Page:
This motif, of a (often many-to-one) surjection followed by an injection, is extremely common in abstract algebra, where it appears in a variety of “decomposition theorems”: e.g. the Fundamental Theorem of Linear Algebra and the canonical decompositions of functions and of group homomorphisms.

The key insight of these decomposition theorems is that even very complicated objects, like the process that converts an invalid DecimalSequence to a valid one, can often be decomposed into a few simpler objects, which we can understand separately and then chain together.

For more on how abstract algebra can provide insight into programming problems, check out my blog post on functors and film strips or, if you really want to take the plunge, Catgeory Theory for Programmers.

In the code block below, we add a reduce method to our DecimalSequence class that makes use of our “canonical decomposition” of the reduction operation. We place it in the __init__ method so that all DecimalSequences are always in reduced form.

The only piece that’s not as described above is the first few lines of reduce, which handle arrays that are already in reduced form and arrays that start with a bunch of leading 0s.

class DecimalSequence():
    """A sequence of decimal digits representing an integer.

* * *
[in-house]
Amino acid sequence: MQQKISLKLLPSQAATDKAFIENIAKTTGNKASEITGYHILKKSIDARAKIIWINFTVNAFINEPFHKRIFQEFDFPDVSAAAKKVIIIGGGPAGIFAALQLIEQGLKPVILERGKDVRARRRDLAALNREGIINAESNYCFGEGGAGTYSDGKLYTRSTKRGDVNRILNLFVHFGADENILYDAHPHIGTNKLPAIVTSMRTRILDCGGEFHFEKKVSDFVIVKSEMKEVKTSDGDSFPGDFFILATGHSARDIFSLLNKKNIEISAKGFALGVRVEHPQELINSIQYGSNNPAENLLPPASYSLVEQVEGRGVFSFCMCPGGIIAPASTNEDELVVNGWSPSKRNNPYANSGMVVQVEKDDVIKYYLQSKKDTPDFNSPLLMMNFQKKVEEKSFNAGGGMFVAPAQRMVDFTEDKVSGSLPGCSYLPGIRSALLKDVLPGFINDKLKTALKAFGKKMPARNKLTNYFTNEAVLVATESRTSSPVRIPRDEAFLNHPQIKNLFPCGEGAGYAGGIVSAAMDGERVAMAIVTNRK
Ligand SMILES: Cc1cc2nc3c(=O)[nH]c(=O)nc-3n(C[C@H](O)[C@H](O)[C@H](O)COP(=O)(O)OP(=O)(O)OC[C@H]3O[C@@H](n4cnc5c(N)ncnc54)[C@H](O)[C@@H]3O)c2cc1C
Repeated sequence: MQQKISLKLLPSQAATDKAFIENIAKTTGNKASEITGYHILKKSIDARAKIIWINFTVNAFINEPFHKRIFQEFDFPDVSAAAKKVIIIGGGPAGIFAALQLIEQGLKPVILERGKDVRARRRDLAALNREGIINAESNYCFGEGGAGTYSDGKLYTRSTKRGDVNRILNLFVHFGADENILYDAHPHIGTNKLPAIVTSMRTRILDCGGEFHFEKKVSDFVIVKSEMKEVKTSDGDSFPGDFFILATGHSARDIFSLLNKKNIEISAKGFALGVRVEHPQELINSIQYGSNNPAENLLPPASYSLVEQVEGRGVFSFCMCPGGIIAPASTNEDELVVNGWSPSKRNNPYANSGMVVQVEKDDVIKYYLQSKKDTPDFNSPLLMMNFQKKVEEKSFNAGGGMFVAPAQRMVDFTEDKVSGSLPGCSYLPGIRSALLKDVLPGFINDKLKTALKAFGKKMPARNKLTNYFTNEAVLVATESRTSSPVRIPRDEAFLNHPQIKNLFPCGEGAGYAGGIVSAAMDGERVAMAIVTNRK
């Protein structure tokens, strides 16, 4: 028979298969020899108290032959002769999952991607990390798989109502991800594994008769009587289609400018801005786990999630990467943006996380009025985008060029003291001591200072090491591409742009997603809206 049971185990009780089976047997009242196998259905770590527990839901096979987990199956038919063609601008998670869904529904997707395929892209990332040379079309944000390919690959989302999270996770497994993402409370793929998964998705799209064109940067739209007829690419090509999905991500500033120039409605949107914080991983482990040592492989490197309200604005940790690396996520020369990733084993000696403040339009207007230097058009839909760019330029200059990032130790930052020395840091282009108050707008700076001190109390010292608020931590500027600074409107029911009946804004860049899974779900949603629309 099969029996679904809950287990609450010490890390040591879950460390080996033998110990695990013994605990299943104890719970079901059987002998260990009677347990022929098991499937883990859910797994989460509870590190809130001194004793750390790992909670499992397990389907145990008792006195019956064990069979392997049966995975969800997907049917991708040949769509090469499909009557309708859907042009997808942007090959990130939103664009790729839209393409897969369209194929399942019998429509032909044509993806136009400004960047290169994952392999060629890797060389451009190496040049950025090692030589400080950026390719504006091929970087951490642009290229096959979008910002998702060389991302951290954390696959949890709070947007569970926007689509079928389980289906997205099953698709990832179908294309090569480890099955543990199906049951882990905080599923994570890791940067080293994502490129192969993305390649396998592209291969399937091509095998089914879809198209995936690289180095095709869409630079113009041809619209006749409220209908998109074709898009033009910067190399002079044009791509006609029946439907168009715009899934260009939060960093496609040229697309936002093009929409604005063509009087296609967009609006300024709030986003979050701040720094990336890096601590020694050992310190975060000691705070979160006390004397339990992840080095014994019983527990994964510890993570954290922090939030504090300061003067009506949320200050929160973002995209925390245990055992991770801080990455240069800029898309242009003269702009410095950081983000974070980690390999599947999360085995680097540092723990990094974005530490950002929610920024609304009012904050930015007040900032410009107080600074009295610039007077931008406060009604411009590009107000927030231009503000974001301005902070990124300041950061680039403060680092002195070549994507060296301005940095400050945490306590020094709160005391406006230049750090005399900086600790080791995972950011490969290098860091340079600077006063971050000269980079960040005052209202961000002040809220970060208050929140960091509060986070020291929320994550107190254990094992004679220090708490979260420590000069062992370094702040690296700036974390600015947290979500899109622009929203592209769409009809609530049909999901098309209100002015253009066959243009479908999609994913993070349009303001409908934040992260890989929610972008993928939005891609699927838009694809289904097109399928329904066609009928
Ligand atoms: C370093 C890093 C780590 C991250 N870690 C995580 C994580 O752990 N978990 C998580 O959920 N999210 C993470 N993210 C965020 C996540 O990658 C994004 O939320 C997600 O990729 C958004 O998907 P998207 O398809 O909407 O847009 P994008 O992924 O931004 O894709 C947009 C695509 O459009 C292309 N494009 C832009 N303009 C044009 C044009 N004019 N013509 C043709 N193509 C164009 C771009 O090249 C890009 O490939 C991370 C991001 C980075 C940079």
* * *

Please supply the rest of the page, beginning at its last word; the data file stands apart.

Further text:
Digits are in the order they would be written: 123 -> [1, 2, 3].
    
    A digit sequence ${x_i}$ of length $k$ in base b is mapped to an integer by
    
    $\sum_i x_i b^{k-i}$
    """
    
    def __init__(self, iterable):
        
        self.check_iterable(iterable)
        
        arr = np.atleast_1d(np.squeeze(np.asarray(iterable, dtype=np.int)))
        
        self.arr = arr
        self.base = 10
        self.arr = self.reduce()
        
    def reduce(self):
        if all([len(str(elem)) == 1 for elem in self]):
            while len(self) > 1 and self[0] == 0:
                self.arr = self[1:]
            return self.arr
        else:
            return DecimalSequence.from_int(self.to_int()).arr

    ...

    def __mul__(self, other):
        """magic called by the expression `self * other`"""
        if not isinstance(other, DecimalSequence):
            raise TypeError("can't multiply DecimalSequence by object of type:"
                            .format(type(other)))
        
        return DecimalSequence(np.convolve(self, other))

Now when we multiply two DecimalSequences together, the result is in the valid form!

DecimalSequence([1, 2, 3]) * DecimalSequence([4, 5])
    array([5, 5, 3, 5])